One last piece of advice.... be very careful when altering your daily chase (or even chase season) by wacky, jacked-up forecasts from "experts." A well-known chaser was boasting in advance about capturing 12-20 tornadoes a few weeks ago based on a somewhat questionable set-up. People may have actually left home and drove hundreds, if not thousands of miles based on that statement. It turned out to be a bust -- which could have been avoided within a window of "cancellation" via close scrutiny of the latest models. I'm not saying to avoid the opinions of skilled meteorologists and experienced chasers, but make sure to design your own forecasts based on the type of storms you are seeking and the amount of chaser convergence you can tolerate!
 
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A couple of thoughts as to what helps in feeling successful....

  1. Most tornadoes are not long lived. You get a minute or two on most if you're lucky. If you catch one that's long lived it makes you feel much better and much more successful. Unfortunately there just hasn't been many of these the last few years.
  2. If you're seeing the same tornadoes as everyone else, you're doing pretty well. If you're seeing tornadoes that no one else is, then you're rocking it. If you're missing the ones that everyone else is seeing, then it's fair to question whether to go back to the drawing board or not.
  3. Most of the time, it's about being out that matters. People who chase everything tend to see more, those who chase less have less chances to see anything. People who are out more (some chase everything) look more successful from the outside looking in. Simply being there to catch it if it happens helps tremendously.
  4. Sometimes the devil isn't in the details, it's more about chance assessment and knowing what you're wanting beforehand. Just want to see anything that you can call a tornado? Success will be much easier to achieve. Want long track photogenic beauties? Probably going to be much tougher to achieve, which doesn't feel so good sometimes.
To summarize, hitting the books and learning more is never a bad thing but if you're unhappy with your results that can be changed by other factors than just swimming in minutiae.
 

Eric Lawson

Enthusiast
Jun 14, 2020
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Fort Wayne, IN
I'm not going to beat around the bush when responding to a statement like this. I haven't seen 20 tornadoes myself since 2015, and I have a fucking PhD in meteorology and have been chasing regularly for over 10 years now. So...temper your expectations; you have already experienced a degree of success that is quite rare among new chasers these days.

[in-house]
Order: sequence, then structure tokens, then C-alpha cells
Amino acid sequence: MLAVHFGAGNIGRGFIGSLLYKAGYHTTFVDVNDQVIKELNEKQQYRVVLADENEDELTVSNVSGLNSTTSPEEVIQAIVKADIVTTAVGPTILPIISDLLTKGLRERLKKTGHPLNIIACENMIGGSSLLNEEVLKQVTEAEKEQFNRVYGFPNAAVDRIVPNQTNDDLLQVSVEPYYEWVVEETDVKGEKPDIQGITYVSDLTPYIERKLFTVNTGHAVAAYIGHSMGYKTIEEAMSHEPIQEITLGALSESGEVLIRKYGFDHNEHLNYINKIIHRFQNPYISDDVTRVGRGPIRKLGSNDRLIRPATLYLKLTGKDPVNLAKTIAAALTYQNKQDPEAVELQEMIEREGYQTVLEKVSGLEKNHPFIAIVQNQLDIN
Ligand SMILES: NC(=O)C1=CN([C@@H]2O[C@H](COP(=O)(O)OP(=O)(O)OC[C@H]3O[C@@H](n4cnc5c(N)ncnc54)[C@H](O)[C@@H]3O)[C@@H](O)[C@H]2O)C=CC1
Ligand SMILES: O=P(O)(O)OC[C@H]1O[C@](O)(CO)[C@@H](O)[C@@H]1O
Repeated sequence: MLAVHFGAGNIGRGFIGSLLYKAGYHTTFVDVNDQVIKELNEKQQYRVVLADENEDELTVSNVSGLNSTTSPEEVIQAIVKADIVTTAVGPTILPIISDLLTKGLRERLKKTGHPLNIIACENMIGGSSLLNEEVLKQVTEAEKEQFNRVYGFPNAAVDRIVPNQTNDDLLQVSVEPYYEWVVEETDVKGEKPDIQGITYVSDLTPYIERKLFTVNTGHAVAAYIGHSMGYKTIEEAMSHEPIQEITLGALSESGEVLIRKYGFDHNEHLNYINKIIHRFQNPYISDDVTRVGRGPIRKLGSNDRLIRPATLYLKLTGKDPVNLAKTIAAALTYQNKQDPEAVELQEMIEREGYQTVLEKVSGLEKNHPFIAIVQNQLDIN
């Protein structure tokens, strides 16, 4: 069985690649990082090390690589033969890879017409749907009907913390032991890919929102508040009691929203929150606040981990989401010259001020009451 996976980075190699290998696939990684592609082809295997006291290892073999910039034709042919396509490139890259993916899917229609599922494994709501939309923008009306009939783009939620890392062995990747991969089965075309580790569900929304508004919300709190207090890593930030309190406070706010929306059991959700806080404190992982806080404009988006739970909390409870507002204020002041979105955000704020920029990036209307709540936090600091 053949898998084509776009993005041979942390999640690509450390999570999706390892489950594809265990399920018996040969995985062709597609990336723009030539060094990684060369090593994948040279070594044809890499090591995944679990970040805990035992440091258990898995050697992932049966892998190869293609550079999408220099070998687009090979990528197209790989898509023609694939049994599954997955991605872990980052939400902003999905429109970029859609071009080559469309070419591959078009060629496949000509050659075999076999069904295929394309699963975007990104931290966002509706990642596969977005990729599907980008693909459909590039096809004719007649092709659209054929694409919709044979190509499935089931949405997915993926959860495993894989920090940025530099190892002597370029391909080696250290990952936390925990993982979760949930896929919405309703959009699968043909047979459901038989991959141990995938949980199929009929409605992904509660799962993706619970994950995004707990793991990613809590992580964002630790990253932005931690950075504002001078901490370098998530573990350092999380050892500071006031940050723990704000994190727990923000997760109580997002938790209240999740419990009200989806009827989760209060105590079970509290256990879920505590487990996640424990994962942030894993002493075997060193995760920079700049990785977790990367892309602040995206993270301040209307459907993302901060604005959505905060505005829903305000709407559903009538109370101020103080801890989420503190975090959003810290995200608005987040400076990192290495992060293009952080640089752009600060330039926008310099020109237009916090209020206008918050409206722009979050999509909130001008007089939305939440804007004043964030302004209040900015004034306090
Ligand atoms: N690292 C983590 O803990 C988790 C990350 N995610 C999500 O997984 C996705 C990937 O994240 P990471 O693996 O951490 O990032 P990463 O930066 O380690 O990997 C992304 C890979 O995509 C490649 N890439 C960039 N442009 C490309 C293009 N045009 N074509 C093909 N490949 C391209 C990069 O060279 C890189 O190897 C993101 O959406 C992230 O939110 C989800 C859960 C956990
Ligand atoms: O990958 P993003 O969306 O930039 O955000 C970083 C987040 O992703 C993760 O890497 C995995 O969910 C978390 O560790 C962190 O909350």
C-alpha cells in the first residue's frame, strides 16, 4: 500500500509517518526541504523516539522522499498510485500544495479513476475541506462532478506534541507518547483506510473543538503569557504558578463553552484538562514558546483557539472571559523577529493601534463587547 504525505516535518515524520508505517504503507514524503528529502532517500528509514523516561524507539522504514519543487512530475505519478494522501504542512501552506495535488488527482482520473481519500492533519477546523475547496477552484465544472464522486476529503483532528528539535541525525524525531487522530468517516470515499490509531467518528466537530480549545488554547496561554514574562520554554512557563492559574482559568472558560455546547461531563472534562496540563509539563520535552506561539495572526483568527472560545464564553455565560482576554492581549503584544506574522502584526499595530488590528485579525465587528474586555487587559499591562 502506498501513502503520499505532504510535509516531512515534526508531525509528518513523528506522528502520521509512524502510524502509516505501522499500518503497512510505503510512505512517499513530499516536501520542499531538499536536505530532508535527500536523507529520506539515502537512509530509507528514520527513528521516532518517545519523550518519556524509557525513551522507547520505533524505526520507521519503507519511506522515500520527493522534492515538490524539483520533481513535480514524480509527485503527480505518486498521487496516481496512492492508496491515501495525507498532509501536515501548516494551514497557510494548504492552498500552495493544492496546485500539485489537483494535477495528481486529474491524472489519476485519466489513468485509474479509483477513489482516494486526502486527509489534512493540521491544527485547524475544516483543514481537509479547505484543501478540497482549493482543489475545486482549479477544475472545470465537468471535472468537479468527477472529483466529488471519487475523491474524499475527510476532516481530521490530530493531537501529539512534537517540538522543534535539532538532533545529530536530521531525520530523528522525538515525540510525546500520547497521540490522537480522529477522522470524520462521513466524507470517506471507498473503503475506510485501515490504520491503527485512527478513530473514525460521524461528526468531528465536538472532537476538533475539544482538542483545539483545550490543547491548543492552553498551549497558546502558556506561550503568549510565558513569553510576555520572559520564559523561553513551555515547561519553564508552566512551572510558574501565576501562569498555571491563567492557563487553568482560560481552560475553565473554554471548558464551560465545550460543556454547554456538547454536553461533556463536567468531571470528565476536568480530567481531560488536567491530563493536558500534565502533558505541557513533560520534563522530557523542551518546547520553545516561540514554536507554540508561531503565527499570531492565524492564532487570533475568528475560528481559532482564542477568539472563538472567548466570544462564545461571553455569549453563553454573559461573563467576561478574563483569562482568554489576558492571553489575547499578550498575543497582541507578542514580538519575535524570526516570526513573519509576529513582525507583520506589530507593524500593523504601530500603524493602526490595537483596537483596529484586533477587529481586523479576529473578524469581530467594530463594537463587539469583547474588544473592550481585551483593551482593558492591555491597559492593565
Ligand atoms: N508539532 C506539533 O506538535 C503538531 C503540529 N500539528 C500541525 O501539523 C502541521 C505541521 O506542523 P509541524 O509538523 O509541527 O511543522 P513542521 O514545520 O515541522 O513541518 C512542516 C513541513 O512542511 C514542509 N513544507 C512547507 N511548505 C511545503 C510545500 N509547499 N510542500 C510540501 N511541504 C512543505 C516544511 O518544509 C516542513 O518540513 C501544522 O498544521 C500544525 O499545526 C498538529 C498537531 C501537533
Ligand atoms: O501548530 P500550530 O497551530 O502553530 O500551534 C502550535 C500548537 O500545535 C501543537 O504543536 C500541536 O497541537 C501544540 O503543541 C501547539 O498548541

I hope you did not take my statement as attempting to boast or brag, or seem that I am unappreciative of those moments I have had. I really struggled to find a way to best describe the issues I feel like I'm having, and how to better understand my mistakes or poor observations.
I still claim that somewhere around 50% of the success a chaser has on any given chase comes from where they woke up that morning. There are many cases in which people awaken within 100 miles of the target area but still end up missing the best storms/tornadoes of the day - they had so much time to sit around and watch data that they got pulled away from where the best stuff happened, whereas someone driving in from 300 miles away was able to watch things evolve from afar and can target the storm of the day with a hair trigger since they have the 30,000-foot view. And the vice versa is true, too - people coming in from further away sometimes just don't make it in time before the first storm goes up, produces a nice tornado, and then dies or goes upscale quickly.

100% agree with this and was talking about this very thing during my last trip. I typically have a greater rate of success when spending most of the day driving to the target region as opposed to hours of waiting in a target close to where I'm located.
It does sound like you realize that there is more to chasing than just looking at SPC outlooks and reading Twitter targets. That's great!
I highly recommend the SPC Mesoscale forecasting page noted below if you are not already familiar with it. Also use it to forecast targets on days you are not chasing and test your skills. If you double click on a area, it will also provide you with historical tornado / storm climatology for comparison.

Warren, the SPC Mesoscale forecasting page is pretty much my go to source on chase day. Especially once we get to about 6 hours out. I will occasionally check forecast models during that time to try to pick up on changing trends throughout the day, but pretty much its all SPC Mesoscale page.

Using it to forecast on days I could not chase is exactly how I started to have some success. I would look at all the ingredients present when tornadoes were occurring (or not occurring) and take note. I then would look for AMS Journals and papers on those ingredients to try and understand how it all worked together and to which ingredients I should perhaps favor with certain situations. Rich Thompson's forecasting lectures on YouTube have also helped a bunch!
One last piece of advice.... be very careful when altering your daily chase (or even chase season) by wacky, jacked-up forecasts from "experts." A well-known chaser was boasting in advance about capturing 12-20 tornadoes a few weeks ago based on a somewhat questionable set-up. People may have actually left home and drove hundreds, if not thousands of miles based on that statement. It turned out to be a bust -- which could have been avoided within a window of "cancellation" via close scrutiny of the latest models. I'm not saying to avoid the opinions of skilled meteorologists and experienced chasers, but make sure to design your own forecasts based on the type of storms you are seeking and the amount of chaser convergence you can tolerate!
I went out during that week at the beginning of this month, mainly because I had the opportunity to do so and this year didn't seem to offer a better multiday trip that I had the chance to participate in. I admit, I felt some optimism with his statements, not to mention the wording in the SPC daily outlooks, but the model forecasts had me filled with pessimism. I did experience the derecho and an accidental possible tornado (Mound City, MO) on the way home, so not a complete wasted trip. Plus I still learn something new every time I go out there.